Professor of Enterprise and Director of the Leeds Enterprise Centre
at the University of Leeds.

Electrifying ideas: Deregulation lights up new opportunities

February 14th, 2010

Back in 1989 the UK Government passed the Electricity Act that was, over the course of the next decade, to transform a monopoly into a dynamic market supplying electricity to commercial and domestic consumers. The intention was to allow customers to purchase their electricity from a range of competing providers, albeit still distributed over the national grid, thereby increasing competitive forces and reducing prices. Intuitively we think of large corporations like E.ON (www.eon.com) and Scottish Power (www.scottishpower.com) competing in such a large established market rather than smaller providers, let alone new ones.

Juliet Davenport saw no barriers to meeting this challenge head on when starting Good Energy (www.goodenergy.co.uk), which only supplies electricity generated by 100% renewable sources. This ethical company employed over 50 people and had annual turnover of more than £12m (The Times, 08/06/2009) but how was this achieved in only 10 years? Juliet had a clear vision that she was able to share with investors, independent generators and consumers, which was based on a set of clear values linked to fighting climate change … “We see our customers going on a journey, switching to Good Energy are the first part” (www.youtube.com). In addition to its own wind farm in Cornwall, Good Energy has developed a growing community of over 500 independent renewable electricity generators in the UK.  More than 25,000 homes and businesses across the UK switched to Good Energy (www.goodenergygroup.co.uk) so Juliet’s clarity of vision of saving 1 million tonnes of carbon a year paid dividends with both independent generators and consumers buying into it.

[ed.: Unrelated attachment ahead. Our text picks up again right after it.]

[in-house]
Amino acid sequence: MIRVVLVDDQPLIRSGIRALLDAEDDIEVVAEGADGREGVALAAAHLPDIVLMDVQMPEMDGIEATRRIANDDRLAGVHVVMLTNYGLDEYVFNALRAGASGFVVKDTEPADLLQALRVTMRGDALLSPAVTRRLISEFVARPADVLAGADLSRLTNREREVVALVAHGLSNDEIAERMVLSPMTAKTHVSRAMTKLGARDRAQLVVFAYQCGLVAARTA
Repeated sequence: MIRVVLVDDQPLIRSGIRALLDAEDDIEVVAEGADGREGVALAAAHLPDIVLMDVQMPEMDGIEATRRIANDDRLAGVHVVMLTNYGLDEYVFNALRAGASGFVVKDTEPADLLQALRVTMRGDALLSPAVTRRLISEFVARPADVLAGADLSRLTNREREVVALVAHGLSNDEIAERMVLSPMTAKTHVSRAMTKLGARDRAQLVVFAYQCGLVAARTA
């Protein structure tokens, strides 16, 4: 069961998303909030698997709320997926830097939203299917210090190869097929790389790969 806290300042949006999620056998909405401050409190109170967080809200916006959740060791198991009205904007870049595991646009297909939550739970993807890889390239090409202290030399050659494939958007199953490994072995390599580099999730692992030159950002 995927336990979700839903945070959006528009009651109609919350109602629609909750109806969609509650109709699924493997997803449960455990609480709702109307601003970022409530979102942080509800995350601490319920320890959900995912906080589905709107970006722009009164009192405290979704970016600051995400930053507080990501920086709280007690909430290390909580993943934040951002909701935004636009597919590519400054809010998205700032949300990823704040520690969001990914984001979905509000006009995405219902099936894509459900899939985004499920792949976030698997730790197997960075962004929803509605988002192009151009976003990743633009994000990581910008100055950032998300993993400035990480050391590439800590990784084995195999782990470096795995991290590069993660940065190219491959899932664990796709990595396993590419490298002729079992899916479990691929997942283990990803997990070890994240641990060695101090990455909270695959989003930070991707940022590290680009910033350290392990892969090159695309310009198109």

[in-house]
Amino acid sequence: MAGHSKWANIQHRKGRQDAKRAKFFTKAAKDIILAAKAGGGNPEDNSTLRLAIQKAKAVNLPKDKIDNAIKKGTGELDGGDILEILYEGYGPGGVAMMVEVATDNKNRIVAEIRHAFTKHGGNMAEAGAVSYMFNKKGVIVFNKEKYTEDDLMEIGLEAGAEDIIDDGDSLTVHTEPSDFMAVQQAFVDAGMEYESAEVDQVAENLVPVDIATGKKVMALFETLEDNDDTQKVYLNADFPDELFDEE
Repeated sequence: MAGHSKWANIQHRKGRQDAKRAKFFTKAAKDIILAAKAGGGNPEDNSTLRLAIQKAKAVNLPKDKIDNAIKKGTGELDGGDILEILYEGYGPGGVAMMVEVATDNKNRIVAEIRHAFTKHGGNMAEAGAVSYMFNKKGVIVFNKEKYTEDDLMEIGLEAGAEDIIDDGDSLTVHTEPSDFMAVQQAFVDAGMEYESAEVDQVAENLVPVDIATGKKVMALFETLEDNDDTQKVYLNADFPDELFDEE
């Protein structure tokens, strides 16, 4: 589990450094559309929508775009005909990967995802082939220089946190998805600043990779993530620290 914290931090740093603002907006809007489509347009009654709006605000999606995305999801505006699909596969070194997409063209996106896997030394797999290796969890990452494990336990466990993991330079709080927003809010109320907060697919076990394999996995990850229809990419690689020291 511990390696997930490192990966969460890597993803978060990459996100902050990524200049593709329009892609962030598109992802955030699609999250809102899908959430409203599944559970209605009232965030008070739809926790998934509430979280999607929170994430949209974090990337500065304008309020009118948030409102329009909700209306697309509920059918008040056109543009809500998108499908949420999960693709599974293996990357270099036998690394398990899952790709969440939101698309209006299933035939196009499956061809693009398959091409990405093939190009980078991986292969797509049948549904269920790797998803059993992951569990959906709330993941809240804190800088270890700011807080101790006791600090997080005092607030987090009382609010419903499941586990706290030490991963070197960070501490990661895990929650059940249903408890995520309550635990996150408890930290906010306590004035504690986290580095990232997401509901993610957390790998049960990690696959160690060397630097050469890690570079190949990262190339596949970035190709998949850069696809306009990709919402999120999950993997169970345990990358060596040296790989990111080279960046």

So, switching to Good Energy could be your valentine to the planet!

Dr Nigel Lockett
Director of Centre for Entrepreneurship and Innovation Management (CEIM)
www.bradford.ac.uk/ceim
www.nigellockett.com

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A gem of a report: The Global Entrepreneurship Monitor

February 2nd, 2010

It can sometimes be difficult to see impact from entrepreneurship research – not necessarily because of poor quality or lack of relevance but simply because it can take so long to disseminate findings. Publishing in peer-reviewed journals is notoriously difficult and slow – typically 18 to 24 months. So have can high quality evidence-based research be disseminated quickly? Firstly, by publishing in conference proceedings, like the one run by the Institute for Small Business and Entrepreneurship (ISBE www.isbe.org.uk) now in its 32nd year, which can take less than 6 months from abstract submission to appearing proceedings. Secondly, by self-publishing on the internet. But how can the reader be sure the research is high quality if it is not peer-reviewed?

In the end I’m afraid it comes back to ‘brand’. We develop relationships with our brands, built up over time and through establishing trust. So if you are looking for high quality entrepreneurship research why not start with the top global brand – Babson College (http://www3.babson.edu). The Global Entrepreneurship Monitor (GEM) is the largest and longest-standing globally focused entrepreneurship research project.

The recently published GEM 2009 Global Report’s key findings include:
1. Attitudes towards entrepreneurship vary widely across the world. Fear of failure is a significant barrier (in Japan) but some can entrepreneurs have a high status (in Denmark).
2. There is a decline the number of early-stage entrepreneurs and evidence that more existing entrepreneurs are stopping their activities.
3. In terms of creating new jobs only 14% expected to create 20 or more jobs. This might be because of increased employment protection or that successful entrepreneurs consider employment more attractive that developing their own business.
4. The impact of the recession meant that over 50% of entrepreneurs felt it was more difficult to start a new business in 2009 and that more experienced ones tended to be the most pessimistic.
5. Venture capital activity in the US and Europe fell significantly yet increased in China were funds will soon overtake those in Europe.

Now in its 11th year and with over 200 researchers involved, the project sets the standard for others – provided it continues to produce gems!

Dr Nigel Lockett
Director of Centre for Entrepreneurship and Innovation Management (CEIM)
www.bradford.ac.uk/ceim
www.nigellockett.com

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